KIPLING'S SUSSEX - online book

An illustrated descriptive guide, to the places mentioned in
the writings of Rudyard Kipling.

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26                       KIPLING'S SUSSEX
departure of the fairies from England to " Queen Bess's father who had come in with his Re­formatories." It was because the Queen's father " just about tore the gizzards out of the parish churches " that the fairies became " turrified " and fled from cruel old England. Bishop Corbet admits their Romish tendencies :
" By which we note the fairies
Were of the old profession, Their songs were Ave Mary's,
Their dances a procession ; But now, alas, they all are dead,
Or gone beyond the seas, Or farther for religion fled,
Or else they'd take their ease.
John Aubrey, the antiquary, born in Wiltshire in 1626, left in his large collection of manuscripts some sidelights on the worthy Bishop which show him to be a jester of no mean rank. Aubrey says :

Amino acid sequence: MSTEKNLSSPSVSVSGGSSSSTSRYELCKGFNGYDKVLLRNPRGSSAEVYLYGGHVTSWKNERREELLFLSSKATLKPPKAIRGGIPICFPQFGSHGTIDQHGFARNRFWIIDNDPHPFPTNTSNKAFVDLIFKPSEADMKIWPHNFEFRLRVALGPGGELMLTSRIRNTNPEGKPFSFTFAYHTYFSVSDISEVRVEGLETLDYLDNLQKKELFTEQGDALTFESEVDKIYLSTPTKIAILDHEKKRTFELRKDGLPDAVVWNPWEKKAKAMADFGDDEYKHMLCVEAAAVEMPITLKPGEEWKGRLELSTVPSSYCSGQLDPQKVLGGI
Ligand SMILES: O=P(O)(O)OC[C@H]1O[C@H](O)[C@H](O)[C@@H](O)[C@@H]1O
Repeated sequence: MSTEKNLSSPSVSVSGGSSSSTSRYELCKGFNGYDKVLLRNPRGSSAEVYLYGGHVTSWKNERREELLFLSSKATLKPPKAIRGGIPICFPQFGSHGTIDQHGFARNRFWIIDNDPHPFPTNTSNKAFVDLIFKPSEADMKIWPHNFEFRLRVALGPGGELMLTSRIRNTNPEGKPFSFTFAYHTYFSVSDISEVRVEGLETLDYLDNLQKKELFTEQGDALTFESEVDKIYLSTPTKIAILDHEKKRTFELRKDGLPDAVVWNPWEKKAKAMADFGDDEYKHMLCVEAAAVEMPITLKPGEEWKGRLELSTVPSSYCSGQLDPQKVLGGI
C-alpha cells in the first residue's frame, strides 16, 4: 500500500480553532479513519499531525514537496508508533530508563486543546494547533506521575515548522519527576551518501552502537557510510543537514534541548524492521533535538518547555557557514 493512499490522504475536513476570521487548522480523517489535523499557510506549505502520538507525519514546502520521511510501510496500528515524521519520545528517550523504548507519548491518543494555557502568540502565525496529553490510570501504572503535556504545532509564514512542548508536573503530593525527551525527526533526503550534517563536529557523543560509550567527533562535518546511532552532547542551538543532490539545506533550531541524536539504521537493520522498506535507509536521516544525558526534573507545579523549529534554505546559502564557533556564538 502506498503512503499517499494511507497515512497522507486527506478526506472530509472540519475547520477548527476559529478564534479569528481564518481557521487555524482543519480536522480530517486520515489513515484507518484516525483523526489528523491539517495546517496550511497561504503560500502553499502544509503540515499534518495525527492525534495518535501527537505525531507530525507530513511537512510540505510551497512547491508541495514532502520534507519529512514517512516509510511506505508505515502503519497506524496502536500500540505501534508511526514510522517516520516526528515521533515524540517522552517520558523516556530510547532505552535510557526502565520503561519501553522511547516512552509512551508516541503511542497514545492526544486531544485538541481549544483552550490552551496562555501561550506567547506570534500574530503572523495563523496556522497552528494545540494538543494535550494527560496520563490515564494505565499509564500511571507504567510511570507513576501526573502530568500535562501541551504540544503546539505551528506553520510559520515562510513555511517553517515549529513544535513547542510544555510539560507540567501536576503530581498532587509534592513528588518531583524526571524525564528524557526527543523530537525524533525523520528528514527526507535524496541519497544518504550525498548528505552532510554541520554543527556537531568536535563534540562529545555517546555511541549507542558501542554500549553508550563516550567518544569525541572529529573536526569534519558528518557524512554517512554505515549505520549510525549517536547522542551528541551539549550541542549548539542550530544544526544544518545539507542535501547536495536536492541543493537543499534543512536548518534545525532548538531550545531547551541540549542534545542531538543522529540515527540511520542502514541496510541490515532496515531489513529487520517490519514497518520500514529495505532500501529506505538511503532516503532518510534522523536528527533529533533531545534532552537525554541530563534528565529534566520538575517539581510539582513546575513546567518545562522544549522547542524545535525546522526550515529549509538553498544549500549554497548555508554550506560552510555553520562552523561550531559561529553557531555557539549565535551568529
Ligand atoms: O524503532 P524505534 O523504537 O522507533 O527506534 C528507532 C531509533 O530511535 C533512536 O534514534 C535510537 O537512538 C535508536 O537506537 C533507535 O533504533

" After he was a doctor of divinity, he sang ballads at the Crosse at Abingdon. On a market-day, he and some of his comrades were at the tavern by the Crosse. The ballad-singer complayned he had no customs—he could not sell his ballads. The jolly Doctor puts off his gowne, and puts on the ballad-singer's leathern jacket, and being a handsome man, and a rare full voice, he presently vended a great many, and had a great audience.
" His conversation was extreme pleasant. Dr.
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